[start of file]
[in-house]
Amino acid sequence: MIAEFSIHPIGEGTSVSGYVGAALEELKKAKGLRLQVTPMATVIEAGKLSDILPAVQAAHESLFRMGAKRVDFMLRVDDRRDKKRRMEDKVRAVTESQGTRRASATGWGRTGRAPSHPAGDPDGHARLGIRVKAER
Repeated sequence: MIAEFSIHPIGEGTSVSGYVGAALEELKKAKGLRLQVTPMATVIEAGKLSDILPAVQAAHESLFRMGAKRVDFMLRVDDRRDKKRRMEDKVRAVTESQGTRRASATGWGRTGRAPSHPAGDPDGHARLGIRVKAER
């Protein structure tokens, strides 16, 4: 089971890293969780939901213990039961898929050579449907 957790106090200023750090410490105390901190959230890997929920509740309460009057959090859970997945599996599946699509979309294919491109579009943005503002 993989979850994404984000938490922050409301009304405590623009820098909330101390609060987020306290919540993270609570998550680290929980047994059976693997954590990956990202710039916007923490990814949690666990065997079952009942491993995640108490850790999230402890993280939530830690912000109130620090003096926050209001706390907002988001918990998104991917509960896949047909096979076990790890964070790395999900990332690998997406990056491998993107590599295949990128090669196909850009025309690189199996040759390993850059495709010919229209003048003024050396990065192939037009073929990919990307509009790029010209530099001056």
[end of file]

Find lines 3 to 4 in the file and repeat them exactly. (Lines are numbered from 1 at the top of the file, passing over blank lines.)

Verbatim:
Repeated sequence: MIAEFSIHPIGEGTSVSGYVGAALEELKKAKGLRLQVTPMATVIEAGKLSDILPAVQAAHESLFRMGAKRVDFMLRVDDRRDKKRRMEDKVRAVTESQGTRRASATGWGRTGRAPSHPAGDPDGHARLGIRVKAER
């Protein structure tokens, strides 16, 4: 089971890293969780939901213990039961898929050579449907 957790106090200023750090410490105390901190959230890997929920509740309460009057959090859970997945599996599946699509979309294919491109579009943005503002 993989979850994404984000938490922050409301009304405590623009820098909330101390609060987020306290919540993270609570998550680290929980047994059976693997954590990956990202710039916007923490990814949690666990065997079952009942491993995640108490850790999230402890993280939530830690912000109130620090003096926050209001706390907002988001918990998104991917509960896949047909096979076990790890964070790395999900990332690998997406990056491998993107590599295949990128090669196909850009025309690189199996040759390993850059495709010919229209003048003024050396990065192939037009073929990919990307509009790029010209530099001056």